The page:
Brain and Other Responses in Hedonic Hunger

The desire to eat is controlled by two different mechanisms, the body’s homeostatic, or energy balance, system and its hedonic, or pleasure, system.1
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The homeostatic system is controlled by communication between the hypothalamus and brainstem in the brain and the digestive system to ensure that the body’s energy needs are met. Different regions in the brain mediate hedonic hunger. 1,2 These “pleasure” regions respond to foods, drugs of abuse, and sex in similar manners, seeking reward and rarely sending a strong “stop” signal.

Hedonic Hunger and the Brain
The hippocampus, amygdala, ventral pallidum, nucleus accumbens (NAc), and orbitofrontal cortex areas of the brain influence hedonic hunger,1 which includes the “liking” and “wanting” of food. The NAc and ventral pallidum play particularly prominent roles in this reward system, as they house both dopamine and opioid signaling. These hedonic “hotspots” can be overactive in some people.

Functional magnetic resonance imaging (fMRI) is used as a tool for monitoring activation of different areas of the brain in response to stimuli. It frequently is used to compare subjective reports of food-related pleasure with brain activity. In one study, those who drank a liter of chocolate milk reported less pleasure and this was accompanied by a drop in activation in certain brain areas.3 High calorie foods have been shown by fMRI to increase activity in the hedonic sections of the brain, particularly when food previously has been restricted.

While all people have a pleasure region in the brain, it has been observed that in obesity, there is a greater response to food cues than if at a healthy weight. Research suggests that the appetite-suppressing portions of the brain in obesity may be less inhibited after eating.1

The Neurotransmitter Dopamine Plays a Prominent Role
Dopamine participates in the homeostatic regulation of eating, but its hedonic effects are more prominent. Dopamine signals the desire to seek out rewards, including palatable foods, and fMRI studies verify that dopamine correlates more strongly with wanting than liking a reward.4 With repeated exposure to a reward such as palatable food, hedonic centers of the brain can become desensitized to dopamine.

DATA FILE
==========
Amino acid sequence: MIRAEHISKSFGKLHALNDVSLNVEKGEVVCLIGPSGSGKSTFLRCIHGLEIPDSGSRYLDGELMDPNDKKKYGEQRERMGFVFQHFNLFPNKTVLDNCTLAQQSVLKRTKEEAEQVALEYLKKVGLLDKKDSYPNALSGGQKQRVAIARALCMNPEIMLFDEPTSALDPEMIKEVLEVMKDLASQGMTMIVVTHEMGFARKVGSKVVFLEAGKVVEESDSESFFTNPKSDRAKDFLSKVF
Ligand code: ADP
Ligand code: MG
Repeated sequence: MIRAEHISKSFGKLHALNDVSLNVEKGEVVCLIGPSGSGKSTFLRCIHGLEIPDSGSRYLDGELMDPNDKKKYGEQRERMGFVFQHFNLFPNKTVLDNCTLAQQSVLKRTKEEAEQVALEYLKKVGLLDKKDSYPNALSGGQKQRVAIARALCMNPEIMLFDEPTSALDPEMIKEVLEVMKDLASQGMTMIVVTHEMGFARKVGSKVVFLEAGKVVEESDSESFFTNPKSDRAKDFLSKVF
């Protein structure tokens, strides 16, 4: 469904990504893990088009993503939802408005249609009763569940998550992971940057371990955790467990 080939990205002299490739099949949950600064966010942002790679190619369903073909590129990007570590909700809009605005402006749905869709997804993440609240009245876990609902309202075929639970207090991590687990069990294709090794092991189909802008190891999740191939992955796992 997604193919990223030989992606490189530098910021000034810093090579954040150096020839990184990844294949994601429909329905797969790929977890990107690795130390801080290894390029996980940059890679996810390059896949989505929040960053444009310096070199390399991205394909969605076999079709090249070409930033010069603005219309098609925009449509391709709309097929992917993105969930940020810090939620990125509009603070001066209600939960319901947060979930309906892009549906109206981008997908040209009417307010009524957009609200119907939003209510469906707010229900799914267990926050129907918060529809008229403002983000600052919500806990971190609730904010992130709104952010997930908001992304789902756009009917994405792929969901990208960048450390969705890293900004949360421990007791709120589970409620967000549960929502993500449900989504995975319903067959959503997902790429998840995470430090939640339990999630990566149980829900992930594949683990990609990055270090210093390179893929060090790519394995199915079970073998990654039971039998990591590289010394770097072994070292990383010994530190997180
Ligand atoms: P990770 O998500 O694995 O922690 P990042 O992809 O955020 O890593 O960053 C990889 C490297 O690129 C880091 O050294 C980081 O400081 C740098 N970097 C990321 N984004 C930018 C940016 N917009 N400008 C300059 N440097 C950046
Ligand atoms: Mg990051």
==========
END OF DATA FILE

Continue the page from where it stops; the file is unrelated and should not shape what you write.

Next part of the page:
Hedonic Hunger and Metabolic Responses
The various metabolic hormones associated with hunger and satiety act directly on both homeostatic and hedonic brain receptors. Ghrelin is the primary hormone that signals hunger. Insulin, glucagon, and amylin from the pancreas and leptin and adiponectin from adipose tissue all signal satiety. Metabolic signals affect dopamine activation and therefore the brain’s reward system. In healthy weight individuals, a rise in leptin and insulin signals satiety and reduces dopaminergic signaling; in contrast, calorie restriction increases signaling and desire for reward. When leptin is chronically elevated in obesity, brain receptors may stop responding to leptin, much as body cells become resistant to elevated insulin levels, and this impacts response to dopamine.1 Desire for reward increases as a means to elevate dopamine levels.

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FOOTNOTES

1Faulconbridge LF, Hayes MR. Regulation of energy balance and body weight by the brain: a distributed system prone to disruption Psychiatr Clin North Am. 2011 Dec;34(4):733-45. Epub 2011 Oct 11.

2Vucetic Z, Reyes TM. Central dopaminergic circuitry controlling food intake and reward: implications for the regulation of obesity Wiley Interdiscip Rev Syst Biol Med. 2010 Sep-Oct; 2(5):577-93.

3Kringelbach ML, O’Doherty J, Rolls ET Andrews C.Activation of the human orbitofrontal cortex to a liquid food stimulus is correlated with its subjective pleasantness Cereb Cortex. 2003; 13:1064–71.

4Berridge KC, Ho CY, Richard JM, DiFeliceantonio AG. The tempted brain eats: pleasure and desire circuits in obesity and eating disorders Brain Res. 2010 Sep 2; 1350:43-64.

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